Emerson College’s only independent, student-run newspaper since 1947

The Berkeley Beacon

Emerson College’s only independent, student-run newspaper since 1947

The Berkeley Beacon

Emerson College’s only independent, student-run newspaper since 1947

The Berkeley Beacon

Wholesome Halloweekend Fun: The Doggone Pet Parade

Jack Burns
The Prifti family strolls through the parade with their Corgi, Bookie, leading the way.

“Best Dog and Child Duo” winner Suzan Paik walked hand-in-hand with her two children through the center of the Doggone Pet Parade on Saturday. Her face lit up with an embarrassed smile as her family received thunderous applause from hundreds of spectators on Summer St. in Downtown Crossing. Proudly scurrying alongside them was Q-Tip, their family dog, who couldn’t have weighed more than ten pounds but still stole the show.

They were known as the “sushi family,” and their collective costume was a balanced meal with all of the sushi essentials. The two boys were dressed as bowls of rice topped with Ikura, or salmon fish eggs, and Q-Tip trotted next to them dressed as a little piece of salmon nigiri. Paik completed the group costume in a Kikkoman soy sauce t-shirt.

“It felt incredible to win,” Paik said as her kids jumped up and down by her side in celebration. 

The family had spent the last three days coming up with the idea and constructing the costumes, which were mainly made up of styrofoam, yarn, cotton, and super glue.

“It was a really great experience and so much fun to do this as a family,” she said. 

The Husky and Samoyed duo turn heads at the Doggone Pet Parade on Saturday. (Jack Burns for The Beacon)

The event was free and open to the public and was designed to give people an opportunity to show off their beloved canines while educating the community about fostering and animal advocacy efforts in Boston.

The parade was judged in multiple categories, including best costume, scariest costume, cutest costume, best dog & human duo, and best dog & child duo. The winners were eligible for exciting prizes, including a night at The Ritz-Carlton or the Omni Parker House, tickets to the WNDR Museum, and loaded gift baskets. 

Over two hundred participants walked the parade with their dogs, each with their own unique costumes that ranged from Taylor Swift to Super Mario and Batman. 

Another fan-favorite family was the Priftis, who were decked out in Harry Potter apparel and featured a Welsh corgi named Bookie. He was dressed as the main character, even sporting the famous lightning bolt scar across his forehead. 

“We always want to do fun family events, and we always want to include him in it as well,” said Bookie’s owner, Valgan Prifti. 

His toddler, Ezzie, wore Gryffindor robes with a tie and waved around a little brown wand, presumably casting spells into the crowd. 

Valgan’s wife, Han, was dressed as Hedwig, Harry’s pet owl, and wore all white with a feathered skirt and mask. 

“With a toddler, this took over an hour just to put on this morning,” she said.  

Outside the parade, Downtown Crossing was packed with pop-up tents of pet-related companies and organizations advertising to the crowds. 

Among these organizations was the Animal Rescue League (ARL) of Boston, which was there to promote its mission of helping animals in need. According to their website, ARL serves more than 16,700 animals every year through fostering, temporary pet housing, health programs, and pet education.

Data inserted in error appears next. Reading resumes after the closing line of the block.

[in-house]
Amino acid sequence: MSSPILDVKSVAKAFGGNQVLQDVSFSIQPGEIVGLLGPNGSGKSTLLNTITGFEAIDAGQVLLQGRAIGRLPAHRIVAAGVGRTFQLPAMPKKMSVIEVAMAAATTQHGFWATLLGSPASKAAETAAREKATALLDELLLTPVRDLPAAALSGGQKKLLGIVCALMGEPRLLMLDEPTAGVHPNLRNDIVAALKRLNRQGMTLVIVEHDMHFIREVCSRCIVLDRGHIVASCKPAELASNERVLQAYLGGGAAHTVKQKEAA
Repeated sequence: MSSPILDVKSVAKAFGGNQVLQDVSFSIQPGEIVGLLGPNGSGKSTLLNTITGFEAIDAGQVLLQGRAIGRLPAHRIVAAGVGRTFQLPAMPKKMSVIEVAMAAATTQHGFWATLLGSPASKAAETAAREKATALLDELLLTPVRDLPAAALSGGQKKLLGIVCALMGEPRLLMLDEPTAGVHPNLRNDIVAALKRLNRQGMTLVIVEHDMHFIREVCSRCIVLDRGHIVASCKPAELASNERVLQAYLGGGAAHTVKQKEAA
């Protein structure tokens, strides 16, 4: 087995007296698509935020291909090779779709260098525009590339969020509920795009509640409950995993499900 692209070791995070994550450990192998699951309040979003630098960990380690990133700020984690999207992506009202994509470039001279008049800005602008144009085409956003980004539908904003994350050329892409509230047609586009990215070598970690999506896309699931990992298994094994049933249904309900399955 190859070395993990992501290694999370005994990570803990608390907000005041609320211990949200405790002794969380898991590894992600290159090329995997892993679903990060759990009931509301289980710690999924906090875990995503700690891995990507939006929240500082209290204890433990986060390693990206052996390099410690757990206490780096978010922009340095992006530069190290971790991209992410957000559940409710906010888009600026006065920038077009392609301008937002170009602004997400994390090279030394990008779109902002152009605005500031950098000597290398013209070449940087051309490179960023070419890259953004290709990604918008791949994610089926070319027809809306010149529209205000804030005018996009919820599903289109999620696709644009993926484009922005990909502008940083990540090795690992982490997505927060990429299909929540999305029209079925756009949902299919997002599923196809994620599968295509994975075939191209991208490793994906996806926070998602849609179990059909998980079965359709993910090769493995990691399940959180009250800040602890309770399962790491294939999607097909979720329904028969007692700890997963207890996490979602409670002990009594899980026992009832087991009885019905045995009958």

A four-legged star dresses as the pop music megastar Taylor Swift. (Jack Burns for The Beacon)

Jack Cahill, the director of volunteer engagement at ARL, was running the tent and handing out flyers for the organization. 

“Our mission is to keep animals safe and in homes and habitats, and we are here to raise awareness about our organization and our programs,” he said. 

Cahill also explained that the Animal Rescue League was more than just a shelter. 

“Everyone assumes that we are a shelter for animals, and that’s true,” he said. “However, we also do more than that, including programs for the community that help people and animals stay together who might otherwise not be able to.”

Standing just 20 feet away from the ARL tent was Kira Weaver, who was holding Mallory, her five-month-old foster dog, in her arms. She approached the ARL a few months prior, looking to become a foster parent.

Weaver explained that she did have to apply and do several training sessions to become a foster parent, but the process is fairly straightforward.

“I had to do two sets of training, but I was admitted pretty quickly,” she said. “I think they need volunteers all the time.”

She also explained that the program allows her to stay connected with her love for animals and dogs while living in a big city. 

“Living in the city by myself, it’s tough to own a dog full time,” she said. “Fostering is a really good alternative.” 

For Emerson sophomore BCE major Kate Schembri, this parade was about more than just some wholesome Halloween fun for dog lovers.  

“It’s a form of advocacy for animal rights, fostering, adoption, and rescue,” she said.

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About the Contributors
Margaux Jubin
Margaux Jubin, Staff Writer
Margaux Jubin is a sophomore journalism major from Los Angeles, California. She is currently a Staff Writer for the Berkeley Beacon. Outside The Beacon, Margaux loves live music, hanging out with friends, and spending time in nature.
Jack Burns
Jack Burns, Staff Writer
Jack Burns (he/him) is a junior journalism major at Emerson. He is currently a staff writer for the Beacon. Aside from the Beacon, Jack is a member of the men’s lacrosse team at Emerson and enjoys taking pictures of the city in his free time.

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